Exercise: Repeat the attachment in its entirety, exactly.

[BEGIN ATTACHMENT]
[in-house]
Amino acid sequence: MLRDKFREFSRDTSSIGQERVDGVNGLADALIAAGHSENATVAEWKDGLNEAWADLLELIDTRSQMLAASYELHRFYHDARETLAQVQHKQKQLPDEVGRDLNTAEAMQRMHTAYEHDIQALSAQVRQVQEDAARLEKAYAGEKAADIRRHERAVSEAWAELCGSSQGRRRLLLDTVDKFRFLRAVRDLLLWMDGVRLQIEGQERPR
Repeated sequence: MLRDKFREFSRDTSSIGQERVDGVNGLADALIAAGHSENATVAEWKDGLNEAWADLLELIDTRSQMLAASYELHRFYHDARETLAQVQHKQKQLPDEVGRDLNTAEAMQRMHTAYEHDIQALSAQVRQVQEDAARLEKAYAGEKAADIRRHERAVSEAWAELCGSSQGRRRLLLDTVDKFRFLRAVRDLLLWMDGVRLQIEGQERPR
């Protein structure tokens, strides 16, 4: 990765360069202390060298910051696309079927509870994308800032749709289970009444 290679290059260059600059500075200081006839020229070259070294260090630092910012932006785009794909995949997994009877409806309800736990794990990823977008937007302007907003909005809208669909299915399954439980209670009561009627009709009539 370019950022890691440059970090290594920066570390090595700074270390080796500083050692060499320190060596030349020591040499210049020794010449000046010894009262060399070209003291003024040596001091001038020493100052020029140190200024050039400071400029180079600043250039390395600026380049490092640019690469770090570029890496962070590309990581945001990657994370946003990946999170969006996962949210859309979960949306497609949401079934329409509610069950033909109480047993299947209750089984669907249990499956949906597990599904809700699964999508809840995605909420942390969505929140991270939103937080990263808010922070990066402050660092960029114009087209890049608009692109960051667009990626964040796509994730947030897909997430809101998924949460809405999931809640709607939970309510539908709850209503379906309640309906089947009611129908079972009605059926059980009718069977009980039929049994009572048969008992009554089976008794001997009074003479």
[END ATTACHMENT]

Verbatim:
[in-house]
Amino acid sequence: MLRDKFREFSRDTSSIGQERVDGVNGLADALIAAGHSENATVAEWKDGLNEAWADLLELIDTRSQMLAASYELHRFYHDARETLAQVQHKQKQLPDEVGRDLNTAEAMQRMHTAYEHDIQALSAQVRQVQEDAARLEKAYAGEKAADIRRHERAVSEAWAELCGSSQGRRRLLLDTVDKFRFLRAVRDLLLWMDGVRLQIEGQERPR
Repeated sequence: MLRDKFREFSRDTSSIGQERVDGVNGLADALIAAGHSENATVAEWKDGLNEAWADLLELIDTRSQMLAASYELHRFYHDARETLAQVQHKQKQLPDEVGRDLNTAEAMQRMHTAYEHDIQALSAQVRQVQEDAARLEKAYAGEKAADIRRHERAVSEAWAELCGSSQGRRRLLLDTVDKFRFLRAVRDLLLWMDGVRLQIEGQERPR
């Protein structure tokens, strides 16, 4: 990765360069202390060298910051696309079927509870994308800032749709289970009444 290679290059260059600059500075200081006839020229070259070294260090630092910012932006785009794909995949997994009877409806309800736990794990990823977008937007302007907003909005809208669909299915399954439980209670009561009627009709009539 370019950022890691440059970090290594920066570390090595700074270390080796500083050692060499320190060596030349020591040499210049020794010449000046010894009262060399070209003291003024040596001091001038020493100052020029140190200024050039400071400029180079600043250039390395600026380049490092640019690469770090570029890496962070590309990581945001990657994370946003990946999170969006996962949210859309979960949306497609949401079934329409509610069950033909109480047993299947209750089984669907249990499956949906597990599904809700699964999508809840995605909420942390969505929140991270939103937080990263808010922070990066402050660092960029114009087209890049608009692109960051667009990626964040796509994730947030897909997430809101998924949460809405999931809640709607939970309510539908709850209503379906309640309906089947009611129908079972009605059926059980009718069977009980039929049994009572048969008992009554089976008794001997009074003479």